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By: Srinivasan K. Rangachary

On September 27th, Prime Minister Narendra Modi addressed the UN General Assembly (UNGA) for twenty minutes without mentioning Pakistan and Kashmir. His Pakistani counterpart, Imran Khan, did little other than rant about Kashmir and India for fifty. Modi, according to the domestic consensus, spoke like a statesman. Khan persisted with the clown act, as per the obverse of the same consensus. No surprises there. And just five days earlier, Modi had received a welcome accorded to rockstars by the 50,000-plus Indian American crowd at the ‘Howdy Modi’ event in Houston, with US President Donald Trump at his side.

Some surprise there perhaps, but Houston, too, was post-Kashmir and Modi was pulling off the biggest show of his new term on foreign soil. The support extended to Pakistan by Turkey and Malaysia at the UNGA has been much commented upon. But little notice has been taken of three brief meetings Modi held with three little-noticed individuals on the world stage. Modi assured the President of Cyprus, Nicos Anastasiades, of India’s support for the independence, sovereignty, territorial integrity and unity of Cyprus. The Prime Minister also held talks with Kyriakos Mitsotakis, the new Prime Minister of Greece, and Armenian Prime Minister Nikol Pashinyan. These meetings took place at a time when three victims of historic or persistent Turkish wrongs-invasion and occupation (Cyprus), gun-boat diplomacy over hydrocarbons and territorial dispute (Greece), genocide (Armenia)- are drawing ever closer together, having formed a bloc of sorts to contain an aggressive Ankara.

Without raising a stink about the Turkish delight sweetening Islamabad and Ankara’s playing host to quite a bit of anti-India activism these days, New Delhi has been quietly cementing its ties with three of Turkey’s closest neighbours and staunchest adversaries. Such canny confidence usually characterises a diplomacy that correctly reads the strategic map and accurately locates tactical pressure points. It may be too soon to say that Indian diplomatic manoeuvring has jettisoned its diffidence but it has certainly wedded pragmatism to risk-taking, neither a longstanding attribute of Indian foreign policy. After five full years at the helm of India’s global campaign, Modi’s new term must be spent consolidating the gains made in his first and leveraging the same-even as some are lost and some new made-to deal with challenges getting bigger and closer. The resounding mandate that heralded Modi 2.0 will help, but geopolitics is unstable and subject to too many influences not in any individual state’s control. The pillars, departures and contours of Modi’s foreign policy were determined in his first term. Now, these will be tested and asked to adapt, nowhere more so than in India’s most important bilateral relationships. And India’s most important bilateral relationship is testing Modi. Strategically, India and the US have never been closer.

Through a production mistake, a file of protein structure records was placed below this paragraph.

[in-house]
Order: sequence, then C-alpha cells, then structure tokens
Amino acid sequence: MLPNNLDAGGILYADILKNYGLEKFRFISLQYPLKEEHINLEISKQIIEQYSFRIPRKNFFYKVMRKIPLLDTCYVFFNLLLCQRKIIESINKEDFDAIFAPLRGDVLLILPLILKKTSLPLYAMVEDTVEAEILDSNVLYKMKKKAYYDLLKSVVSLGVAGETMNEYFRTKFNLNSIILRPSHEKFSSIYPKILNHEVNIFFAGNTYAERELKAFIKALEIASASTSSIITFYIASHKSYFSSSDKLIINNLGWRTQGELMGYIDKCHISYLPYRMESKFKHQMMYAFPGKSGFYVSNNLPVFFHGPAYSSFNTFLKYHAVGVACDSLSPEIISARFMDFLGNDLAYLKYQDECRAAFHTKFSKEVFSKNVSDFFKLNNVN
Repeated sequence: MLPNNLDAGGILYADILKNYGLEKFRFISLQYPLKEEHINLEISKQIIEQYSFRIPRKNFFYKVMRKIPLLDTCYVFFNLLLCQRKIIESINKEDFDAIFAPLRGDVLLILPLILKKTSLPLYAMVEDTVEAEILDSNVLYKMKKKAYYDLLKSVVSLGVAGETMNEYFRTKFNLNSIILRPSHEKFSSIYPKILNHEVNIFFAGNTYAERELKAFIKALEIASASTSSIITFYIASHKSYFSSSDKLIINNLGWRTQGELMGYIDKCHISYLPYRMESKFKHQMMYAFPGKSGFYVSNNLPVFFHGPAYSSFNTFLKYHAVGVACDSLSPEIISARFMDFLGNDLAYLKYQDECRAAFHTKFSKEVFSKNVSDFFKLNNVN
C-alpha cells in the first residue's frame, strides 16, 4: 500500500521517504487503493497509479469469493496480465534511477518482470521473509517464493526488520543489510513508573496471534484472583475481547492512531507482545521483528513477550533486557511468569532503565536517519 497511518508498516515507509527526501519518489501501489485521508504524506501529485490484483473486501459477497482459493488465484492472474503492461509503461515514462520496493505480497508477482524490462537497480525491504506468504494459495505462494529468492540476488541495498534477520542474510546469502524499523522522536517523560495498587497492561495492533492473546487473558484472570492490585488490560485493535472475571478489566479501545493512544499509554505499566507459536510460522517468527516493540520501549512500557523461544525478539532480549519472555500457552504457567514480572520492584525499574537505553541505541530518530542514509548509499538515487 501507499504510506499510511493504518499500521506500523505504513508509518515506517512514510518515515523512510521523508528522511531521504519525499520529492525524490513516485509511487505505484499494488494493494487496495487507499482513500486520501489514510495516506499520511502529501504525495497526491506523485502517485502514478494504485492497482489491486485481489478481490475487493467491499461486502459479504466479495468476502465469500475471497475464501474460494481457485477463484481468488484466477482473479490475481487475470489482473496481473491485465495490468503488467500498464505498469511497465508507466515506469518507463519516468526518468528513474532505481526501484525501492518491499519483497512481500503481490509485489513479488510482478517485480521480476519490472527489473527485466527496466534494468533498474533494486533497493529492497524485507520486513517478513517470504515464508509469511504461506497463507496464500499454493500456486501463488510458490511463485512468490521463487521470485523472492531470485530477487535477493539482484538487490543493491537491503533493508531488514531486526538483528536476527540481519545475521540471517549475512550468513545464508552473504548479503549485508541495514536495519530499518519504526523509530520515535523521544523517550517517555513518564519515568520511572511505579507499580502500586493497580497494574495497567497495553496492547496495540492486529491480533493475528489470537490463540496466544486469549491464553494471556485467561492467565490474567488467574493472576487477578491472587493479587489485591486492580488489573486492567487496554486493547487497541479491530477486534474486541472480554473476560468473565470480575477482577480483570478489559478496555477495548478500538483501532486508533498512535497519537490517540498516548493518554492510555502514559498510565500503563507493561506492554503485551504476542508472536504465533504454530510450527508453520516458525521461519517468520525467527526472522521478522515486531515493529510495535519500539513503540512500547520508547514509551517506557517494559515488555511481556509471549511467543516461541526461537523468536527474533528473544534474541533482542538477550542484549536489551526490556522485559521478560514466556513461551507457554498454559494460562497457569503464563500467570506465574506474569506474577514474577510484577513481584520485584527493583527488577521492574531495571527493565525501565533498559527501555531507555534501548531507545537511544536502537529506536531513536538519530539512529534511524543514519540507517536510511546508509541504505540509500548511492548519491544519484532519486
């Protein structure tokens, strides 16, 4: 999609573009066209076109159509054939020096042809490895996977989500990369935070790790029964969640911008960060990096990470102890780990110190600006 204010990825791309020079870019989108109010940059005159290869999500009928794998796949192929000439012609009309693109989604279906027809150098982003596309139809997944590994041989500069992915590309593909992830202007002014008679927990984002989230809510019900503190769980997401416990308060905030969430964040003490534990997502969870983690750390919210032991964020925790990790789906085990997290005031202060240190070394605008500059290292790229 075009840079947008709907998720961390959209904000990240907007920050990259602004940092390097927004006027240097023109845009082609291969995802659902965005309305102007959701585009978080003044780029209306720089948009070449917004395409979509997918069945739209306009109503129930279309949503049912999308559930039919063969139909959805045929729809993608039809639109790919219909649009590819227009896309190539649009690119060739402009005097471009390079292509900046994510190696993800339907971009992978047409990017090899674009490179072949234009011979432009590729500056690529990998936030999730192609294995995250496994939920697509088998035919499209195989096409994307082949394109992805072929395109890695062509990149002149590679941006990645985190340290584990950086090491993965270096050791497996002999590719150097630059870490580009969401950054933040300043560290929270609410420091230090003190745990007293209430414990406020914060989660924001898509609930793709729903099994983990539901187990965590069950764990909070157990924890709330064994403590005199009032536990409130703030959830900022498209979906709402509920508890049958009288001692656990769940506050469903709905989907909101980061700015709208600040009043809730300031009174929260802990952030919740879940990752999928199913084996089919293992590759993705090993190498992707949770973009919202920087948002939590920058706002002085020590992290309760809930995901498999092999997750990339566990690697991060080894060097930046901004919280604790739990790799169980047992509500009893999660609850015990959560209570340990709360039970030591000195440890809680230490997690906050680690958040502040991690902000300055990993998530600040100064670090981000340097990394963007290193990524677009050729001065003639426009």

But there’s a distance that has opened up over trade-and to some extent, immigration-which, if allowed to widen, could confine the two to a transactional booth. Given the ‘domestically oriented political content’ at Houston’s ‘Howdy Modi’, Alyssa Ayres of the Council on Foreign Relations wrote that ‘foreign policy took a back seat.’ Yet, her colleague from the Centre for Strategic and International Studies, Richard Rossow, has pointed out that US President Donald Trump’s presence was a ‘tacit acknowledgement’ that Kashmir will not adversely affect India-US relations. It also signalled that disagreements over trade will not escalate into a trade war. India-US bilateral trade crossed $142 billion in 2018, 2017 having witnessed double-digit growth in their Foreign Direct Investment (FDI) in each other’s economies. Pushing to sort out trade, Modi and Trump indicated that neither is willing to let the figures slide but, for now, it’s difficult to see beyond limited measures targeted at resolving sticking points, such as the withdrawal of the Generalised System of Preferences (GSP).